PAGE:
While looking on the Observatory, a strange feeling of mystery came over me. It was the place whence the longitude was reckoned for the whole world, and where observations and calculations of the most intricate and important kind were made with extreme care and correctness. There the heavenly bodies were accurately observed, and magnetism, electricity, and meteorology pursued on the broadest scale. I had in my mind a mingled confusion of monster telescopes, forty feet reflectors, and all kinds of astronomic instruments, and the very shades of Flamstead, Halley, Newton, and Herschel seemed to be moving round me, to say nothing of the talented astronomer royal himself, whom I expected shortly to see. To our great regret, we soon learned that this latter personage was in Edinburgh; this to me was a very great disappointment.
On entering the Observatory, under the guidance of a courteous conductor, we saw a variety of clocks, meting out time into fractions in different ways, together with barometers, thermometers, and various instruments.
Every hole and corner seemed to be occupied, and everything had such a learned look, that 1 felt half afraid I should commit myself if I opened my mouth to speak.
Our attentive guide took us into a large circular room, where four or five persons were seated, busily occupied in calculating and recording what recent observations had been made. A telescope occupied one part, with other instruments around it, while here and there were paintings or prints of astronomers royal, astronomical instrument makers, and others, with a library, and seemingly endless manuscript volumes of the transactions of the Observatory. I felt myself marvellously ignorant, and thought that all around me were marvellously wise.
Hardly can I imagine an astronomer pursuing his avocation without an occasional burst of adoration to his heavenly Father.
"These are thy glorious works, thou Source of good!
How dimly seen, how faintly understood!
Thine, and upheld by thy paternal care
This universal frame, thus wondrous fair;
Thy power Divine and bounty beyond thought;
Adored and praised in all that thou hast wrought."
Willingly would we have pored awhile over Flamstead's " Scheme of the Heavens," in the folio vellum-bound manuscript where it is unfolded; or pondered over his memoirs in the other folio calf-bound manuscript, in which he mentions his cause of quarrel with sir Isaac Newton; hut we had much to see, and as the learned heads around us, with all their astronomic lore, could not, like Joshua, command the sun to stand still for us, nor bring back the shadow as it was brought backwards ten degrees, "by which it had gone down in the dial of Ahaz," so were we obliged to forego one gratification, that we might not rob ourselves of another.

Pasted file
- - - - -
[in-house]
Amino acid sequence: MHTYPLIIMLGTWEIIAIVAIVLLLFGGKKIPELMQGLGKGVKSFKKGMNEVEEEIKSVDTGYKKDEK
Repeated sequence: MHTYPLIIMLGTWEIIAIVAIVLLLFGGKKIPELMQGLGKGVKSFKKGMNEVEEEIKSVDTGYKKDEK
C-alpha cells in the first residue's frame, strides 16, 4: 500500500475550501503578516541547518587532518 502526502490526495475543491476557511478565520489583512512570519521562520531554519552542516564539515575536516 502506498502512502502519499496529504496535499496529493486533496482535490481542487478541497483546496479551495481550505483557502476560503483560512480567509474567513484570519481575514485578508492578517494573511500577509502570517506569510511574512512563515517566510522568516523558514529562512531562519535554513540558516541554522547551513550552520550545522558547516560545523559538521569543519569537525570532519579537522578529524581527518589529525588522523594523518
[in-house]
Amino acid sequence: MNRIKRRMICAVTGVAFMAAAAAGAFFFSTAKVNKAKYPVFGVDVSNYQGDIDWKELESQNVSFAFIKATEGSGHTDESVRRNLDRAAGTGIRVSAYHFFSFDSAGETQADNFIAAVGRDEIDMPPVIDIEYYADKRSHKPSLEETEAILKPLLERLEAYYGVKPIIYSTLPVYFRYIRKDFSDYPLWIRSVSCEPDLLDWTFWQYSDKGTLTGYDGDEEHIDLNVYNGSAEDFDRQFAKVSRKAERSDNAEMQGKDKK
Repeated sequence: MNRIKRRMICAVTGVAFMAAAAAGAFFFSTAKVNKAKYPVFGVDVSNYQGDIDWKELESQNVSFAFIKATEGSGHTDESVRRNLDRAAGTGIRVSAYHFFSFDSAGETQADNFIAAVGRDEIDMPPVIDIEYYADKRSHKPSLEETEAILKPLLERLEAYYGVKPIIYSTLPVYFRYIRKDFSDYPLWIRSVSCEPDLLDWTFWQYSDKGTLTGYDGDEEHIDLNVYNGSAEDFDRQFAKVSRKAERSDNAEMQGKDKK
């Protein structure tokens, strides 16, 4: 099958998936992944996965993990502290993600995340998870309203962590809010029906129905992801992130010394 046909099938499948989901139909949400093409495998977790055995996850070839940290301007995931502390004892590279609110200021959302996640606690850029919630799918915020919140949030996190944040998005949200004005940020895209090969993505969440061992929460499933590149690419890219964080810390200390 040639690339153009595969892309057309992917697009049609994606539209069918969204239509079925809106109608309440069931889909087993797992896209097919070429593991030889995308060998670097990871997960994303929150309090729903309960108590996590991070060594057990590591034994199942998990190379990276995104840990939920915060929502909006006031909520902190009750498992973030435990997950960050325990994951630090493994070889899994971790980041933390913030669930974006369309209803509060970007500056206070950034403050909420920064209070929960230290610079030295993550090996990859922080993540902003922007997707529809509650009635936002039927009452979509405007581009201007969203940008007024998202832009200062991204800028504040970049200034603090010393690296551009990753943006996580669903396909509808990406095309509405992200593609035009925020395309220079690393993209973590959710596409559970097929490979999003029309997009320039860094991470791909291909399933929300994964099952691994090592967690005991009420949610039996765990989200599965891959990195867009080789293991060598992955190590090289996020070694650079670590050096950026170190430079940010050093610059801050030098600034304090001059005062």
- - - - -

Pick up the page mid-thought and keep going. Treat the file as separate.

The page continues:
Mounting a staircase from a large circular room, we visited the upper apartments, all of them appropriated to some useful purpose. One of them was fireproof, and in this the records of the Observatory are kept, that should a fire take place, the results of the labour of years may not be involved in the general destruction.
As we proceeded onwards along a passage, there was pointed out to us, hanging against the wall, a large, lumbering old quadrant, that most likely Halley, or Bradley, or Maskelyne had turned to some account; but its day was gone by, and more improved instruments had cast it into the shade, and made it obsolete. "Oh I" thought I, " there are many of us old quadrants in the world, who will soon be laid by, that our places may be supplied by more efficient instruments than ourselves."
On the roof of the building we saw more distinctly the large ball, which is formed of wood, and covered with black leather, the hoist that raises it, the trigger and discharging gear for setting it at liberty, and the clock, regulated by observation, for giving the precise moment of time required.
As I looked down on the quiet and retired premises of the astronomer royal, a blackbird flew across from one bush to another. The place presented a sweet picture of seclusion. Descending from the roof, we proceeded to visit the larger telescopes.
It had always been a puzzling problem to me, how it could be possible for the telescope to command the whole field of the heavens, without the observer being exposed to the inclemency of the atmosphere; but this problem is solved in the most simple manner imaginable. The dome-like room has a slit of light let into it from above, by the withdrawal of a shutter, and through this slit the heavens are surveyed. The whole roof being movable, it can be turned round at pleasure, and the slit brought opposite any of the heavenly bodies that are to be surveyed. "I see," said I to myself, "there are much wiser people in the world than old Humphrey."